CTRMA gets tough with tardy MoPac contractor
Thursday, July 28, 2016 by Caleb Pritchard
The Central Texas Regional Mobility Authority is adding some bite to its bark over the delayed MoPac Improvement Project.
On Wednesday, the CTRMA’s board of directors voted unanimously to give Executive Director Mike Heiligenstein the authority to start assessing financial penalties against CH2M, the engineering firm in charge of the project.
CH2M began the job in early 2014 with an eye on finishing in fall 2015. However, unexpected problems, including uncooperative weather and engineering issues, caused lengthy delays. At last month’s CTRMA board meeting, the board members were told that the project would be partially open by mid-July, another promised deadline that has come and gone unfulfilled.
On Wednesday, CTRMA Deputy Executive Director Jeff Dailey explained that a sudden worker shortage forced the latest delay. He said that the average number of workers on site each day just before the Fourth of July weekend was 350. Since the holiday, the average number has been 250 workers on site per day.
Dailey said that CH2M has provided no explanation for the worker drop-off.
“They just said that they reaffirm their commitment to put the resources back on,” said Dailey.
In a statement emailed to the Austin Monitor on Wednesday evening, CH2M spokeswoman Lorrie Crum echoed that affirmation. “We remain committed to completing this important capacity enhancement project for the benefit of the Greater Austin community,” Crum said.
The entire project is still only 70 percent complete, Dailey explained, and the northern segment is much further along than the southern stretch, from RM 2222 to Cesar Chavez Street. The work on that stretch is only 56 percent finished.
Despite the worker shortfall and the remaining work to be done, CH2M has pledged to have the northbound express lane from RM 2222 to Parmer Lane finished and open in August.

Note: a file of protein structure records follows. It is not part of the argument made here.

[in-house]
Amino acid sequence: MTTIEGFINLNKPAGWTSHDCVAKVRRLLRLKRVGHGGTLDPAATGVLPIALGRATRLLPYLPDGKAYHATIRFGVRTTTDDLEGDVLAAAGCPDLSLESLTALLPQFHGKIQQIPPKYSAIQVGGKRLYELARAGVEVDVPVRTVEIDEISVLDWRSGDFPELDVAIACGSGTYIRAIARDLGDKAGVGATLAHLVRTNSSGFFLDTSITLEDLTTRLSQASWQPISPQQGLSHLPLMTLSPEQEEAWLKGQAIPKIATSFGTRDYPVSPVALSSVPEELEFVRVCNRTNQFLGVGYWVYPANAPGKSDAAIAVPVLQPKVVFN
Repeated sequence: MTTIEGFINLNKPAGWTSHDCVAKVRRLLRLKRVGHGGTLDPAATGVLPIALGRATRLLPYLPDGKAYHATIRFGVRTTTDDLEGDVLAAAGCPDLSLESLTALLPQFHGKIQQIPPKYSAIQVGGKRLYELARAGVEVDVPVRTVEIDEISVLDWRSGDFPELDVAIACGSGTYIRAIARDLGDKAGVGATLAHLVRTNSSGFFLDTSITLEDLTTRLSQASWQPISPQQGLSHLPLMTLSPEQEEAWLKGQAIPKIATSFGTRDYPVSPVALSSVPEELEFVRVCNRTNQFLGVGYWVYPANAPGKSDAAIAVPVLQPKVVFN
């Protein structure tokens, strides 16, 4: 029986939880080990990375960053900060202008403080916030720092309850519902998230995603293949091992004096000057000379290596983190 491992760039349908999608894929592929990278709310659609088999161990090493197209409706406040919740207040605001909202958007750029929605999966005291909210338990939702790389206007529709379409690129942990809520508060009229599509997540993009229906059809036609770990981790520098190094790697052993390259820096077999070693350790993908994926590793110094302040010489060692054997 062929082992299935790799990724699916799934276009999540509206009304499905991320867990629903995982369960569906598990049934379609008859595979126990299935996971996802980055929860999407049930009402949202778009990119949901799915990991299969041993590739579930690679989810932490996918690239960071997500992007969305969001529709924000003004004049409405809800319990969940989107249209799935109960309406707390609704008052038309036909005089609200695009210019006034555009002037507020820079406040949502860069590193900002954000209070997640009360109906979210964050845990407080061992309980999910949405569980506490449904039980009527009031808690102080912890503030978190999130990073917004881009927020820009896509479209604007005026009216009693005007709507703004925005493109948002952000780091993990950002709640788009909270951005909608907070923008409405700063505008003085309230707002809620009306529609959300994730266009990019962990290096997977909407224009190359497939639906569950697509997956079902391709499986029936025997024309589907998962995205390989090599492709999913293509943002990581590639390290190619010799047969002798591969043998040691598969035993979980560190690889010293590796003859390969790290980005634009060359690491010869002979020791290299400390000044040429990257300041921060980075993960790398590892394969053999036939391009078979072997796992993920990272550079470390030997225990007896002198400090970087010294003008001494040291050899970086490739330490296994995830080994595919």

In the meantime, Heiligenstein is newly imbued with the power to start collecting damages that the mobility authority has already been accruing against the contractor. Dailey said those damages are set at $73,500 each day until the northbound lane is open and then $43,000 each day after that until the project is completely finished.
The only hitch is that the existing contract caps the damages at $20 million, and that limit has already been reached.
“Now some of that could change because there’s some contract changes, there’s claims that are in process that we’ve been working with CH2M on that could adjust the days” of accruement, Dailey explained. “So their total amount of exposure could go down, but that’s unknown at this time.”
He said that even with the daily penalties already at their maximum limit, CH2M has plenty of incentive to get the project done quickly.
“Every day they’re out there, it costs them money to have staff on site,” said Dailey.
As a last resort, Heiligenstein also now has the power spelled out in the contract to declare CH2M in default of its obligations. That decision could trigger a series of drastic steps that could ultimately result in the termination of the contract. Dailey emphasized that the contractor appears to be “on track” to avoid that contingency.
On top of its expectations to have the northbound segment open in August, CH2M has also pledged to have the entire project complete by the end of the year. Dailey told the board that work in the cooler months could require the use of a temporary paving on limited sections.
That stopgap could require repaving of those sections in as little as a year or as much as seven years, Dailey said.
Board Member David Armbrust was the sole voice on the dais to pursue discussion with Dailey following the latter’s briefing. Armbrust, one of three Travis County appointees, offered what he called a “public relations comment.”
“If everything has to fall in place perfectly to open by a particular date, I don’t think we ought to announce that date publicly,” recommended Armbrust. “I think we should announce dates that are realistic so that each month we don’t have to read, ‘It’s been delayed again. It’s been delayed again and again.’”
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